Sunday, 4 July 2004

Planking Above Deck Level

We then moved house and started a house renovation for two years so every spare moment was used on the house, so the hull was kept very safe in a cupboard and was dust sheeted up to stop the dust getting in and left (which is another reason why I wanted the hull sealed as it was to be left for a couple of years) everyone was banned from going near the cupboard !

The planks all had to be trimmed flush against the stern of the ship, the plans stated to plank the stern in walnut, I thought this unnecessary as it would be painted in blue and the smooth birch ply would provide a very nice surface for the paint.
Note the use of two pencil rubbers one at each end under the keel, this stopped the ship from tipping up and also stopped the ship from sliding backwards and forwards.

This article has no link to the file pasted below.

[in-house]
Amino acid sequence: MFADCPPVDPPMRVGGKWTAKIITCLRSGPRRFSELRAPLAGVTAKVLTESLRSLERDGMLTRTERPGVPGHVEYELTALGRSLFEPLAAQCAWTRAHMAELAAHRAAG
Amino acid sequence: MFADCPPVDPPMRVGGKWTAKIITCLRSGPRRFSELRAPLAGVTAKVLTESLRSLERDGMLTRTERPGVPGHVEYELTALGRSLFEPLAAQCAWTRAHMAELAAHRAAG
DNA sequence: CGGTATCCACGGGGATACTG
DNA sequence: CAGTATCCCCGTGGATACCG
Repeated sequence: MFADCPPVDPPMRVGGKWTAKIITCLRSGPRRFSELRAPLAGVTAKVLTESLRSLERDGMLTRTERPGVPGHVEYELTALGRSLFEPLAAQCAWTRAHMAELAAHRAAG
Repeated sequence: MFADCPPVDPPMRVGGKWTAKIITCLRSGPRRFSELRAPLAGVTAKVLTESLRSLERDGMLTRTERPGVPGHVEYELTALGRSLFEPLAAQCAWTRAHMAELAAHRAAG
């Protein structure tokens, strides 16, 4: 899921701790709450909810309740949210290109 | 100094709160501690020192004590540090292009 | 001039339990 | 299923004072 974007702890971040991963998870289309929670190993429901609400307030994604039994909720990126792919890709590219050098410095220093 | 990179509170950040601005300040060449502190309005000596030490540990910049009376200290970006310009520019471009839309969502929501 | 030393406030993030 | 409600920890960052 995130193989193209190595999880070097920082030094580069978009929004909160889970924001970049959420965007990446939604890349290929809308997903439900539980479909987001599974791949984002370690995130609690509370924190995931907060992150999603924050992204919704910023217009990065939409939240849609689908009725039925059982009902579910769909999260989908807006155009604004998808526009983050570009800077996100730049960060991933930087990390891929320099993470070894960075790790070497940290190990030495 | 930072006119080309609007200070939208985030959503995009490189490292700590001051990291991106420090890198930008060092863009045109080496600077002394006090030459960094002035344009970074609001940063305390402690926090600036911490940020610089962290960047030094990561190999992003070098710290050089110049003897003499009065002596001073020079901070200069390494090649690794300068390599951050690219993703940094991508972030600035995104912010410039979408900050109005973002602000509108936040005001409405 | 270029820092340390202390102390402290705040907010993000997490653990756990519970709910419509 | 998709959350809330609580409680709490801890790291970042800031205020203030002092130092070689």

In the same way as the rest of the hull was constructed, walnut planks were used for the second layer of planks and sanded smooth.

You cant really have too many cramps when doing this sort of work.
The lime planking formed the start of the upper hull, the hull formers would eventually be cut flush with the deck and removed, so it was important to glue the edge of the planks together but only apply a very small amount of glue to the hull formers in order that they could be removed.

Well I though the planking was finished, until I turned the hull back over and remembered there was still some to do on the the upper level of the hull.
This could all be done using PVA and cramps.